I’m no union activist. I belonged to IEA/NEA because I was required to. (OK, there was that “fair share” clause, which meant I would pay essentially the same as the union dues while receiving none of the benefits. Clever.) I also just as a rule hate the idea of lobbyists. I know that some of them provide a useful function. Both at the state and federal levels, lawmakers and their staffs do not have the time, resources or expertise to know everything about every issue before them. However, lobbyists come with baggage – they are obviously attempting to influence the content of law as it is written.
I may be softening my opinion on lobbyists somewhat. “Of course, now it affects you! Hypocrite!” you say. And, to an extent, you’re right. I’m finding out as this “pension reform” bill gets bounced around the Illinois state legislature that not only are those whom we elected to represent us unable to know everything concerning decisions they are making, but that they are making those decisions based on how they will look for upcoming elections, not on what is good for the citizenry.
I know, big surprise, right?
You see, I’ve met or at least followed closely both state and federal representatives in both Ohio and Illinois. By and large, I think I’ve been well represented by my local reps. For example, I think Judy Biggert (in the US House) and Patti Bellock and Kirk Dillard (in the Illinois legislature) have done pretty well, overall. (Don’t start with me about the Illinois Senators, though.)
Unfortunately, that’s not true for everyone. In fact, I’d lean toward saying that there are many of our duly elected representatives who do not have our best interests at heart. I know, another revelation!
At the risk of going on too much about this, here’s a case in point: The Illinois “pension reform” bill included a clause that would shift the cost of the teachers’ retirement system to the local school districts, therefore shifting the costs to the local taxpayers. Note that we wouldn’t see a decrease in our state taxes – so this is an additional tax, and depending upon how much a district pays its teachers, the increase in property taxes could be large. In the “collar” counties we have a”tax cap” – property taxes can only be raised by so much by law. If the cost of the new retirement payments causes the budget of the district to exceed the capped amount, something else gets cut. And the property tax payers hate teachers even more.
Removing this clause was a sticking point, with the Democrats wanting it included, and the Republicans wanting it out. If it’s in, it will be unpopular with the voters. If it’s gone, where is the money to fund the system coming from?
The Governor decided he could live with the removal of that clause. He passed it on to the Speaker of the Illinois House, Michael Madigan, who then dropped the bill on the Minority Leader, Tom Cross (a Republican) to shepherd the bill through. This is called plausible deniability. “It’s not our fault!”
I’m waiting to hear if the bill comes out of committee this morning. I don’t know what else we can do to influence the outcome here. It sounds like “looking good” to the voters is far more important than actually getting a real solution. I’m afraid that the lobbyists are our only hope. I never wanted that to happen, but it’s all we’ve got!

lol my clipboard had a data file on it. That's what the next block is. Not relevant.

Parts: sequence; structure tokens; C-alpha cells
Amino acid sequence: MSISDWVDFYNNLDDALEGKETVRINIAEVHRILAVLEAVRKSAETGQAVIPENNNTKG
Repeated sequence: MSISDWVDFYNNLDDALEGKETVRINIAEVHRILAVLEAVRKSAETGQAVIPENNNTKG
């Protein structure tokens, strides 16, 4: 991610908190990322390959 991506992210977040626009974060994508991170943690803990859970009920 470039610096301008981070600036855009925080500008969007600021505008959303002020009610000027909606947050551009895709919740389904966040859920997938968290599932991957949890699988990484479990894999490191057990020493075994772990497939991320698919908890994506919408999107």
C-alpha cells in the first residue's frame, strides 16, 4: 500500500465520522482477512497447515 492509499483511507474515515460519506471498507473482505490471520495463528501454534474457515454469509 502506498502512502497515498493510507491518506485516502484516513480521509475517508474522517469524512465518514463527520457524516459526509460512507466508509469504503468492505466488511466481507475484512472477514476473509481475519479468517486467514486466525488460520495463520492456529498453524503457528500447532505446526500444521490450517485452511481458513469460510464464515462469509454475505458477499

I sent this message to Tom Cross, who is not my representative but is the Minority Leader:
Dear Rep. Cross:
I actually live in Rep. Bellock’s district, and I have emailed her and my Senator, Kirk Dillard. I am a recently-retired teacher from Hinsdale Township High School District 86. I am writing to you to add my voice to those who are urging you to abandon this pension “reform” bill and start over in a reasonable manner, instead of trying to push something through on the last day of the legislative session.
I am not a “union activist” – in fact, if I was not required to be a member of IEA/NEA I probably would not have done so. I generally dislike the influence of lobbyists both in Springfield and in Washington. However, I do not know of any other way to let our representatives know that this entire pension reform process seems to be flawed.
Obviously, no state legislator will admit that the reason for the pension problem today is that the state has not funded the pension systems as required by the Illinois Constitution. Now the day of reckoning seems to be at hand, and the Governor is trying to find a way to cover the shortfalls without doing what was legal and required in the first place. It’s difficult for me, and for others, to “feel the pain” of the state government when spending money they did not have caused the problem. If I overspend my income, I cannot go to the taxpayers for more money, no matter how good the reasons for my expenditures. Many taxpayers today find it hard to understand why the state and federal governments refuse to live within their means.
Back to the issue at hand: any solution to this “crisis” needs to follow the Pension Clause in the Illinois Constitution. It also needs to be done in a manner that demonstrates that our representatives are thoughtful stewards of our tax dollars, not merely politicians most interested in their re-election and handing out largesse to their constituents to buy votes.
Please take the “high road” on this issue – please do not push this reform bill, in whatever form it takes at the moment, through the legislature today. The Governor is most interested in looking good, not in finding a reasonable solution. I appeal to you as a reasonable man and a true representative not only of your district but of Illinois citizens in general, since you are the person who has the ability to determine the outcome of this process.
So we’ll see what happens. I hate this feeling of powerlessness!